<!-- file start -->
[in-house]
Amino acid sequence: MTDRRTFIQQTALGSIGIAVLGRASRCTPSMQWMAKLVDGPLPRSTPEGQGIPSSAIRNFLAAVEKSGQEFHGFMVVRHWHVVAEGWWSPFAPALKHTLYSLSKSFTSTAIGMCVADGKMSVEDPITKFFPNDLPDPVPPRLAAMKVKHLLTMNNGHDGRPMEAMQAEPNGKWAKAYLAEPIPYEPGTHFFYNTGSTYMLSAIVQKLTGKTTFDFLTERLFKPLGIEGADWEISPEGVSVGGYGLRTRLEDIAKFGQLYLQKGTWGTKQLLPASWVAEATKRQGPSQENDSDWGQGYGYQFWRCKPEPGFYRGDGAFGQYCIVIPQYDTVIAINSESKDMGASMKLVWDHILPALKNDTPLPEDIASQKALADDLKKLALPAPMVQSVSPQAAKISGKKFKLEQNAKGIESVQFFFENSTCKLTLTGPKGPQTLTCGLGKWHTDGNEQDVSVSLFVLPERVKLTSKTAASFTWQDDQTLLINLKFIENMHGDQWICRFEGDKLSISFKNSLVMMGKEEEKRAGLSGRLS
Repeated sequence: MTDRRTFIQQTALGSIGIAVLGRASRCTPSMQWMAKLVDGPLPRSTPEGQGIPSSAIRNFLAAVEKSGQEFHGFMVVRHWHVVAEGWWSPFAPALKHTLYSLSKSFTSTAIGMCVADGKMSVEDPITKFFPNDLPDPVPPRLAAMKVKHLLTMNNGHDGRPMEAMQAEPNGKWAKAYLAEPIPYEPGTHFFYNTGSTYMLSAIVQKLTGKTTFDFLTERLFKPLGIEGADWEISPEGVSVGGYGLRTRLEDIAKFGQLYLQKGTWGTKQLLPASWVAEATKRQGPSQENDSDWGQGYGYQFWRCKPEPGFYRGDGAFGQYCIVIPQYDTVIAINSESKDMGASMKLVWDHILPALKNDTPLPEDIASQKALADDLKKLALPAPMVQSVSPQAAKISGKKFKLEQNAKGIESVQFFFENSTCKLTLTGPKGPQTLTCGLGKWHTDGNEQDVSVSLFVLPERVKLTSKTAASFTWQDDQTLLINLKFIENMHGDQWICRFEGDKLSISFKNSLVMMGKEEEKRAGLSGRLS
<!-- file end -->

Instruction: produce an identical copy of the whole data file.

[in-house]
Amino acid sequence: MTDRRTFIQQTALGSIGIAVLGRASRCTPSMQWMAKLVDGPLPRSTPEGQGIPSSAIRNFLAAVEKSGQEFHGFMVVRHWHVVAEGWWSPFAPALKHTLYSLSKSFTSTAIGMCVADGKMSVEDPITKFFPNDLPDPVPPRLAAMKVKHLLTMNNGHDGRPMEAMQAEPNGKWAKAYLAEPIPYEPGTHFFYNTGSTYMLSAIVQKLTGKTTFDFLTERLFKPLGIEGADWEISPEGVSVGGYGLRTRLEDIAKFGQLYLQKGTWGTKQLLPASWVAEATKRQGPSQENDSDWGQGYGYQFWRCKPEPGFYRGDGAFGQYCIVIPQYDTVIAINSESKDMGASMKLVWDHILPALKNDTPLPEDIASQKALADDLKKLALPAPMVQSVSPQAAKISGKKFKLEQNAKGIESVQFFFENSTCKLTLTGPKGPQTLTCGLGKWHTDGNEQDVSVSLFVLPERVKLTSKTAASFTWQDDQTLLINLKFIENMHGDQWICRFEGDKLSISFKNSLVMMGKEEEKRAGLSGRLS
Repeated sequence: MTDRRTFIQQTALGSIGIAVLGRASRCTPSMQWMAKLVDGPLPRSTPEGQGIPSSAIRNFLAAVEKSGQEFHGFMVVRHWHVVAEGWWSPFAPALKHTLYSLSKSFTSTAIGMCVADGKMSVEDPITKFFPNDLPDPVPPRLAAMKVKHLLTMNNGHDGRPMEAMQAEPNGKWAKAYLAEPIPYEPGTHFFYNTGSTYMLSAIVQKLTGKTTFDFLTERLFKPLGIEGADWEISPEGVSVGGYGLRTRLEDIAKFGQLYLQKGTWGTKQLLPASWVAEATKRQGPSQENDSDWGQGYGYQFWRCKPEPGFYRGDGAFGQYCIVIPQYDTVIAINSESKDMGASMKLVWDHILPALKNDTPLPEDIASQKALADDLKKLALPAPMVQSVSPQAAKISGKKFKLEQNAKGIESVQFFFENSTCKLTLTGPKGPQTLTCGLGKWHTDGNEQDVSVSLFVLPERVKLTSKTAASFTWQDDQTLLINLKFIENMHGDQWICRFEGDKLSISFKNSLVMMGKEEEKRAGLSGRLS